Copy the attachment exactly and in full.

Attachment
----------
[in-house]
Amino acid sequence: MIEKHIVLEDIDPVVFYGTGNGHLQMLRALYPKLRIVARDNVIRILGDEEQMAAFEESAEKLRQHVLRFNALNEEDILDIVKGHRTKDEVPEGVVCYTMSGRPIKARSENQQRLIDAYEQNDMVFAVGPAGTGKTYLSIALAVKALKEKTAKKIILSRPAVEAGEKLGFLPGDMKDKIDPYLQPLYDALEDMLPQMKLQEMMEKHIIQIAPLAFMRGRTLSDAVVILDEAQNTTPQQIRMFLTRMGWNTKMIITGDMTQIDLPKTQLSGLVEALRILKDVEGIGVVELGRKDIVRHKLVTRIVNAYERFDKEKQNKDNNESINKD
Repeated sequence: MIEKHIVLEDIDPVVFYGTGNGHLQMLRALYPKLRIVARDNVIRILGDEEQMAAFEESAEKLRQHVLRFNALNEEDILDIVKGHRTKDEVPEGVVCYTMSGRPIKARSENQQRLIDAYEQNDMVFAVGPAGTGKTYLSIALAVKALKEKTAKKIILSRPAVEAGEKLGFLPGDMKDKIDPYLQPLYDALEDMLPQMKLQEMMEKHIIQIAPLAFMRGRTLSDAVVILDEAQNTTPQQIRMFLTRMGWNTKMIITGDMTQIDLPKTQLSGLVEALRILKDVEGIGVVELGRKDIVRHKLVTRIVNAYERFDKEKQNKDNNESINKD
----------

[in-house]
Amino acid sequence: MIEKHIVLEDIDPVVFYGTGNGHLQMLRALYPKLRIVARDNVIRILGDEEQMAAFEESAEKLRQHVLRFNALNEEDILDIVKGHRTKDEVPEGVVCYTMSGRPIKARSENQQRLIDAYEQNDMVFAVGPAGTGKTYLSIALAVKALKEKTAKKIILSRPAVEAGEKLGFLPGDMKDKIDPYLQPLYDALEDMLPQMKLQEMMEKHIIQIAPLAFMRGRTLSDAVVILDEAQNTTPQQIRMFLTRMGWNTKMIITGDMTQIDLPKTQLSGLVEALRILKDVEGIGVVELGRKDIVRHKLVTRIVNAYERFDKEKQNKDNNESINKD
Repeated sequence: MIEKHIVLEDIDPVVFYGTGNGHLQMLRALYPKLRIVARDNVIRILGDEEQMAAFEESAEKLRQHVLRFNALNEEDILDIVKGHRTKDEVPEGVVCYTMSGRPIKARSENQQRLIDAYEQNDMVFAVGPAGTGKTYLSIALAVKALKEKTAKKIILSRPAVEAGEKLGFLPGDMKDKIDPYLQPLYDALEDMLPQMKLQEMMEKHIIQIAPLAFMRGRTLSDAVVILDEAQNTTPQQIRMFLTRMGWNTKMIITGDMTQIDLPKTQLSGLVEALRILKDVEGIGVVELGRKDIVRHKLVTRIVNAYERFDKEKQNKDNNESINKD